Spectator on facebook

Spectator on facebook

Reader Feedback: Reducing boozing a big job

Dear Editor,

Making booze less available, which is as likely to happen in Slovakia as Mečiar truly disappearing from political life, will be difficult in a culture that accepts drunks in cars, drunks on trams, drunks tumbling through the doors of bars, drunks huddled around sidewalk kiosks during their work breaks, as if they're just a bunch of good old boys (and a few girls) having a good old time.

During the last five years of the 1990s I lived on Sklenarova Street in Bratislava. Just behind my flat, in two city blocks, were four bars but only one small cafe and one mini-market. Walking to work at around 7:30 in the morning, whenever the weather allowed, I would always see anywhere from five or six up to a dozen or more teenage boys, certainly not more than 15 years old, sitting outside drinking their breakfast before heading off to class at the nearby school. On one memorable morning a pair of uniformed policemen were seated out with the usual teenage drunks, also drinking their breakfast.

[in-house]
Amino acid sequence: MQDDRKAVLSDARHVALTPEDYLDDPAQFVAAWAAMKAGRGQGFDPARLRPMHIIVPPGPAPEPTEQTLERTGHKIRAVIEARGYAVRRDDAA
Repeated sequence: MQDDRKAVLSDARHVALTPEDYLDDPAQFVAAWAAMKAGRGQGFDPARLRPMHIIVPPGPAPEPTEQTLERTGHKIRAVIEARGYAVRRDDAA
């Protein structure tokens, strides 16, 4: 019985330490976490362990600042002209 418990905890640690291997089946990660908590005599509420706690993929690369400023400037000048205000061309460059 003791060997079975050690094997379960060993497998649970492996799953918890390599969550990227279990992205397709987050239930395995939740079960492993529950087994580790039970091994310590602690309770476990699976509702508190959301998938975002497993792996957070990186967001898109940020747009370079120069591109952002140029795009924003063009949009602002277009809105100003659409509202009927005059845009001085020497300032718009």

It is the easy acceptance of scenes like this that must change. Making the law more strict only assumes there are sober police officers to enforce that law.

Don Merritt,

Top stories

Kysuce highway stalled due to missing money

Money is missing to finish the section of highway between Žilina and Poland, stopping the completion of the D3 highway project.

Road-blocking protest in Povina, Kysuce, demanding completion of highway bypass - February 16.

Slovak film won Generation Kplus section at Berlinale

The film Little Harbour that won the Crystal Bear – beating movies from many other countries - is the work of (mostly) Slovak women.

Director of Little Harbour, Iveta Grófová, with the Cristal Bear

State insulation falls behind expectations, ministry widens support

Only 134 homeowners in the first round and 62 in the second applied for a subsidy via the insulation programme.

Only 134 homeowners in the first round and 62 in the second applied for a subsidy via the state insulation programme. Illustration stock photo

US philosopher with Slovak roots, Michael Novak, dies

The man who advised politicians and even presidents Gerald Ford and James Carter died on February 17, aged 83.

Michael Novak